Seismological studies on ultraslow-spreading mid-ocean ridges are not numerous due to the fact that the most prominent members of these ridges are located in polar regions. Investigations on Gakkel Ridge in the ice-covered Arctic Ocean and Lena Trough located in the Fram Strait between Greenland and Spitsbergen require special logistics and techniques. Above the latitude of 80°N ice floes endanger the deployment and recovery of ocean-bottom seismometers even during Arctic summer. DFG funded Emmy Noether group 'Mid-Ocean Volcanoes and Earthquakes' located at Alfred-Wegener Institute for Polar and Marine Research is carrying out seismological studies on arctic mid-ocean ridges and developed adequate techniques to record local seismicity in ice-covered oceans. We are using small-aperture seismic arrays equipped with Guralp broadband sensors which are deployed on drifting ice floes by helicopters operating from icebreakers such as RV Polarstern or RV Oden. Due to limited transport capacity and difficult weather conditions the station's weight and the ability to install them fast are important factors. The sensor needs to be isolated well against the strong solar radiation during the Arctic summer. An array consists of three to four single stations installed on one ice floe with a minimal diameter of one kilometer. During a time span of up to two weeks the stations are drifting several tens of kilometers according to local swell and wind direction and speed. The broadband sensors record a wide variety of signals, for which we identified different sources. Those can be colliding ice floes, helicopters or ice breaking ships, seismic blasts from the ship during seismic profiling, earthquakes within local, regional or even teleseismic distances and sometimes even curious wildlife.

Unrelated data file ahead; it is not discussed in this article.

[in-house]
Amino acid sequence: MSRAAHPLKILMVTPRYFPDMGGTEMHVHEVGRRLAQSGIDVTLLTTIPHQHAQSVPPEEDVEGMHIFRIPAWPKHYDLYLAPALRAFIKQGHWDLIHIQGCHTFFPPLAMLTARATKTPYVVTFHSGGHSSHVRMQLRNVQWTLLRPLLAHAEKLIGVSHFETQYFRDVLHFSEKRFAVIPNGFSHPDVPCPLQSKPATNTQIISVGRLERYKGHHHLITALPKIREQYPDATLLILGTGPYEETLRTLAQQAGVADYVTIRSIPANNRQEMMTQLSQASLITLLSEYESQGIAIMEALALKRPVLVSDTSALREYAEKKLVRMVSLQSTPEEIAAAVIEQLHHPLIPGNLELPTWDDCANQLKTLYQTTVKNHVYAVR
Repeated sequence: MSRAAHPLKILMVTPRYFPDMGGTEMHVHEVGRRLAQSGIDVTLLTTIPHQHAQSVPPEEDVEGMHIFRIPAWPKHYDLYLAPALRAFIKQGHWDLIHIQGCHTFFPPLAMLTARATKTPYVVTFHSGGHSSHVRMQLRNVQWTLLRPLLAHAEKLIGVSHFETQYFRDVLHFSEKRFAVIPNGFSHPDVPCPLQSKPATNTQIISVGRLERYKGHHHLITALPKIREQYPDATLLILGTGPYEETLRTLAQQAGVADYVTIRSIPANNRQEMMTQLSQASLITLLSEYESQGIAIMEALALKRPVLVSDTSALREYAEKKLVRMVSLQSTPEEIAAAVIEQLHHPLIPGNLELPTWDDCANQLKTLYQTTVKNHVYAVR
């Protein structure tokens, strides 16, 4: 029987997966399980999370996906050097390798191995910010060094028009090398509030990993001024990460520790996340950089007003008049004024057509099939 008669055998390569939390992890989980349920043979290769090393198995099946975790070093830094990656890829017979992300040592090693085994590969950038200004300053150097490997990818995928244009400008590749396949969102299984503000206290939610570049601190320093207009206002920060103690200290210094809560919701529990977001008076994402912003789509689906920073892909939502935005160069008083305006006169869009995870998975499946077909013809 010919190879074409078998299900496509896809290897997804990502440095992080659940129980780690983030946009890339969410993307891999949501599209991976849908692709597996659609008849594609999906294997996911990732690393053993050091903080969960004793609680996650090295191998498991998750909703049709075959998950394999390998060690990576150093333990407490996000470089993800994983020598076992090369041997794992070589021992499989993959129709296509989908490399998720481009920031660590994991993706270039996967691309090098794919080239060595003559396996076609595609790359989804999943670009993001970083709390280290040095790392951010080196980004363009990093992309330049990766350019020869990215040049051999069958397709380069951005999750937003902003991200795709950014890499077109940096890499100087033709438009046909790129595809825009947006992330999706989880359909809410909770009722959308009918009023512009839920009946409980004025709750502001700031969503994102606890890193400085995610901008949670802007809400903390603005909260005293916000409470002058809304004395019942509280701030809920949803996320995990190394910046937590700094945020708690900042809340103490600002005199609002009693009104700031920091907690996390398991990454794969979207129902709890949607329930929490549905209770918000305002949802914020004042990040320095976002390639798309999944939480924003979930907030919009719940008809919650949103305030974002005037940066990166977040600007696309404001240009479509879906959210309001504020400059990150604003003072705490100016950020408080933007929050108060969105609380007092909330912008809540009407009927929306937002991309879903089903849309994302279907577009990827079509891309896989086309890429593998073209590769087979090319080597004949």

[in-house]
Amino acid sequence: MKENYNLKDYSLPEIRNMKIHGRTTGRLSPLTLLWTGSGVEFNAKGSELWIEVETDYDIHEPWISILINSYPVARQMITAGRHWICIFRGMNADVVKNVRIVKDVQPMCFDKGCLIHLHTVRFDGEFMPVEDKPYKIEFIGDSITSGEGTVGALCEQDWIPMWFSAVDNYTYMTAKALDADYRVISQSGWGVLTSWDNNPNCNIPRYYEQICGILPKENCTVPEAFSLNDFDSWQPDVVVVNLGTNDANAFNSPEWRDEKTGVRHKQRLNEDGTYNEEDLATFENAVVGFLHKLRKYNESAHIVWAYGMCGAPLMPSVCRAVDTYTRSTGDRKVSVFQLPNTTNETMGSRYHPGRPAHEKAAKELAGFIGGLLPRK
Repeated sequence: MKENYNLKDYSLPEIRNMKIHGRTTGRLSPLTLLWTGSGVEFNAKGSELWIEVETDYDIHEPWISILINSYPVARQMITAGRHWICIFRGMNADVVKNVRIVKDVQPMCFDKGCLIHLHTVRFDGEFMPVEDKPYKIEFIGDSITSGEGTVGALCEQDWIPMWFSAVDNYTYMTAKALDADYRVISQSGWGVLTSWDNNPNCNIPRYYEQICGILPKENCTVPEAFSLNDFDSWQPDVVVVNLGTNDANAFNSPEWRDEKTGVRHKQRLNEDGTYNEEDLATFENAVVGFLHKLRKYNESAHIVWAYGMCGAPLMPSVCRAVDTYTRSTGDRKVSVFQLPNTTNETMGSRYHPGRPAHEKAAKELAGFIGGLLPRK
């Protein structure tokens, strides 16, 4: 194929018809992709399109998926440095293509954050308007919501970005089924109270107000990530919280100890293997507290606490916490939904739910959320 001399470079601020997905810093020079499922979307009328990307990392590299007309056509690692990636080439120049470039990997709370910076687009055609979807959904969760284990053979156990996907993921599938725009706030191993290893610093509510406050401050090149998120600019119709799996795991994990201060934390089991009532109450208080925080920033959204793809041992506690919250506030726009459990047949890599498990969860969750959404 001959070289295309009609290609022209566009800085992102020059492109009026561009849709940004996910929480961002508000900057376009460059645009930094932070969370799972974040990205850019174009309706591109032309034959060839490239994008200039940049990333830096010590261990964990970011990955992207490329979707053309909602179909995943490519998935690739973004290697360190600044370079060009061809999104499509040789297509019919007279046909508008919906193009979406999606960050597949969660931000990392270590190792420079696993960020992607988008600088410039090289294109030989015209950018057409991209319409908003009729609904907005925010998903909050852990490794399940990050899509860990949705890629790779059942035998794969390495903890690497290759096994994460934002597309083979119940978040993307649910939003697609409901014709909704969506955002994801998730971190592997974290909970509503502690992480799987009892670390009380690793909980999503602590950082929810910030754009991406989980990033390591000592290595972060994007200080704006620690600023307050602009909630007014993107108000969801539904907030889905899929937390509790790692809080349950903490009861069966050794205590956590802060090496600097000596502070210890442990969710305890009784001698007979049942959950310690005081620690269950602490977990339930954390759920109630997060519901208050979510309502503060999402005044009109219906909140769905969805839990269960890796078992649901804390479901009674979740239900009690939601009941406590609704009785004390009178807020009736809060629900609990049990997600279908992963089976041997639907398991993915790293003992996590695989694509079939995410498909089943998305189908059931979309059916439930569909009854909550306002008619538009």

AWI Organizations > Geosciences > Junior Research Group: MOVE
Helmholtz Research Programs > PACES I (2009-2013) > TOPIC 3: Lessons from the Past > WP 3.2: Tectonic, Climate and Biosphere Development from Greenhouse to Icehouse